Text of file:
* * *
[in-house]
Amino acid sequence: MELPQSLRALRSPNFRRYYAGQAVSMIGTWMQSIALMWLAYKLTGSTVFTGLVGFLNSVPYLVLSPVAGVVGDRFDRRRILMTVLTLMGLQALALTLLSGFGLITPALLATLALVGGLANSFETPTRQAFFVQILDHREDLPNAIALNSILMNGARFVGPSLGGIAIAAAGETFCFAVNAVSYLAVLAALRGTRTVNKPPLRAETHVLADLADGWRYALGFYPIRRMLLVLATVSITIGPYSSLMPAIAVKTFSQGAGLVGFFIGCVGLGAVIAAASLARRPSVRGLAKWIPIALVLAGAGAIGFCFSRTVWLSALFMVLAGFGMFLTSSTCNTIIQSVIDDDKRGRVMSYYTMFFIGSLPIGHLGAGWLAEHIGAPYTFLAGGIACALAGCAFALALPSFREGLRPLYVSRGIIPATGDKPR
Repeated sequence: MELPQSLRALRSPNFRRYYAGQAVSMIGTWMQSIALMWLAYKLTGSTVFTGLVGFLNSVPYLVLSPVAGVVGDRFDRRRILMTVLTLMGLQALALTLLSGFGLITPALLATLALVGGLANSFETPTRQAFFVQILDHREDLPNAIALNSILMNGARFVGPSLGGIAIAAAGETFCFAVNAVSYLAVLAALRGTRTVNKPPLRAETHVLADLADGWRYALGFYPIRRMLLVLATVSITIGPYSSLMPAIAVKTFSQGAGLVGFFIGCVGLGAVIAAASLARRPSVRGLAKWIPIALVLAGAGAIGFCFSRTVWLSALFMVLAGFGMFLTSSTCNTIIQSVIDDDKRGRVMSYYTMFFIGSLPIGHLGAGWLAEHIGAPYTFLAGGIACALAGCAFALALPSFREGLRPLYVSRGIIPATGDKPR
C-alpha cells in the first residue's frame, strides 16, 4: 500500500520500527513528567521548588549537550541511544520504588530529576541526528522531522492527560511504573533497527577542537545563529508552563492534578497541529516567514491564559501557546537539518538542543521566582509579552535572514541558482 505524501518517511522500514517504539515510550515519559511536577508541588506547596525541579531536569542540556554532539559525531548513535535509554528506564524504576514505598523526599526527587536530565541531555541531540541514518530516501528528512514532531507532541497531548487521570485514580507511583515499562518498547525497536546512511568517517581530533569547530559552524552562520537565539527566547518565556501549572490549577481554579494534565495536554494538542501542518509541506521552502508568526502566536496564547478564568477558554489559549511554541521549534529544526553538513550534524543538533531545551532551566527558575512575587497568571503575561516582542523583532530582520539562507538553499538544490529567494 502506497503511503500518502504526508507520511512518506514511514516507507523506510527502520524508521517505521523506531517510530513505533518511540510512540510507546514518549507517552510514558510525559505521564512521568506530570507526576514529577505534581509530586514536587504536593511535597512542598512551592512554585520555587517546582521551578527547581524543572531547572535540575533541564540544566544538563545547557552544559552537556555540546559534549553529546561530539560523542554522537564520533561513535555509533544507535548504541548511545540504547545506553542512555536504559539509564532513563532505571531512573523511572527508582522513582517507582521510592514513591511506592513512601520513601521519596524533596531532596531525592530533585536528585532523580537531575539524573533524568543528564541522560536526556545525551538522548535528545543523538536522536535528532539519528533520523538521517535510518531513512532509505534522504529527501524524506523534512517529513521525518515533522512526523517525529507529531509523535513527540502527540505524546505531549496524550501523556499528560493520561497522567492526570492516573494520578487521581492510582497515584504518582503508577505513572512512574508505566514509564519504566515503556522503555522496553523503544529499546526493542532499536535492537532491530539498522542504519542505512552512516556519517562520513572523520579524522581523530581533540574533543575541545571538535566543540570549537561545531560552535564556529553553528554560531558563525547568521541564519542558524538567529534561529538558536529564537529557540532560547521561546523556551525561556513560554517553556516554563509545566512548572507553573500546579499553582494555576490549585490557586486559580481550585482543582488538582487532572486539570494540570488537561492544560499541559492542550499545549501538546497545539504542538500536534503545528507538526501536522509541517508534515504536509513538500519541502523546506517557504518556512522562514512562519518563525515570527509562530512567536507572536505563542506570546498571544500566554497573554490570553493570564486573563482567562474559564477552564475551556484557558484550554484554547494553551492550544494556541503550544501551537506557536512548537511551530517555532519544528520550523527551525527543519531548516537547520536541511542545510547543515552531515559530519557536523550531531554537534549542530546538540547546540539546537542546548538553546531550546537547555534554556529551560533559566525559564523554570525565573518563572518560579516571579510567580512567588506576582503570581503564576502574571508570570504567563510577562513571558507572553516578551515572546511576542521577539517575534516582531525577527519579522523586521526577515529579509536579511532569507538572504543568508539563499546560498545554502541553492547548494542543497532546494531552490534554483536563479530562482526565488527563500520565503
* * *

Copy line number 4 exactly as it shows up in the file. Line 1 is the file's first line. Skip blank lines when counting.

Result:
C-alpha cells in the first residue's frame, strides 16, 4: 500500500520500527513528567521548588549537550541511544520504588530529576541526528522531522492527560511504573533497527577542537545563529508552563492534578497541529516567514491564559501557546537539518538542543521566582509579552535572514541558482 505524501518517511522500514517504539515510550515519559511536577508541588506547596525541579531536569542540556554532539559525531548513535535509554528506564524504576514505598523526599526527587536530565541531555541531540541514518530516501528528512514532531507532541497531548487521570485514580507511583515499562518498547525497536546512511568517517581530533569547530559552524552562520537565539527566547518565556501549572490549577481554579494534565495536554494538542501542518509541506521552502508568526502566536496564547478564568477558554489559549511554541521549534529544526553538513550534524543538533531545551532551566527558575512575587497568571503575561516582542523583532530582520539562507538553499538544490529567494 502506497503511503500518502504526508507520511512518506514511514516507507523506510527502520524508521517505521523506531517510530513505533518511540510512540510507546514518549507517552510514558510525559505521564512521568506530570507526576514529577505534581509530586514536587504536593511535597512542598512551592512554585520555587517546582521551578527547581524543572531547572535540575533541564540544566544538563545547557552544559552537556555540546559534549553529546561530539560523542554522537564520533561513535555509533544507535548504541548511545540504547545506553542512555536504559539509564532513563532505571531512573523511572527508582522513582517507582521510592514513591511506592513512601520513601521519596524533596531532596531525592530533585536528585532523580537531575539524573533524568543528564541522560536526556545525551538522548535528545543523538536522536535528532539519528533520523538521517535510518531513512532509505534522504529527501524524506523534512517529513521525518515533522512526523517525529507529531509523535513527540502527540505524546505531549496524550501523556499528560493520561497522567492526570492516573494520578487521581492510582497515584504518582503508577505513572512512574508505566514509564519504566515503556522503555522496553523503544529499546526493542532499536535492537532491530539498522542504519542505512552512516556519517562520513572523520579524522581523530581533540574533543575541545571538535566543540570549537561545531560552535564556529553553528554560531558563525547568521541564519542558524538567529534561529538558536529564537529557540532560547521561546523556551525561556513560554517553556516554563509545566512548572507553573500546579499553582494555576490549585490557586486559580481550585482543582488538582487532572486539570494540570488537561492544560499541559492542550499545549501538546497545539504542538500536534503545528507538526501536522509541517508534515504536509513538500519541502523546506517557504518556512522562514512562519518563525515570527509562530512567536507572536505563542506570546498571544500566554497573554490570553493570564486573563482567562474559564477552564475551556484557558484550554484554547494553551492550544494556541503550544501551537506557536512548537511551530517555532519544528520550523527551525527543519531548516537547520536541511542545510547543515552531515559530519557536523550531531554537534549542530546538540547546540539546537542546548538553546531550546537547555534554556529551560533559566525559564523554570525565573518563572518560579516571579510567580512567588506576582503570581503564576502574571508570570504567563510577562513571558507572553516578551515572546511576542521577539517575534516582531525577527519579522523586521526577515529579509536579511532569507538572504543568508539563499546560498545554502541553492547548494542543497532546494531552490534554483536563479530562482526565488527563500520565503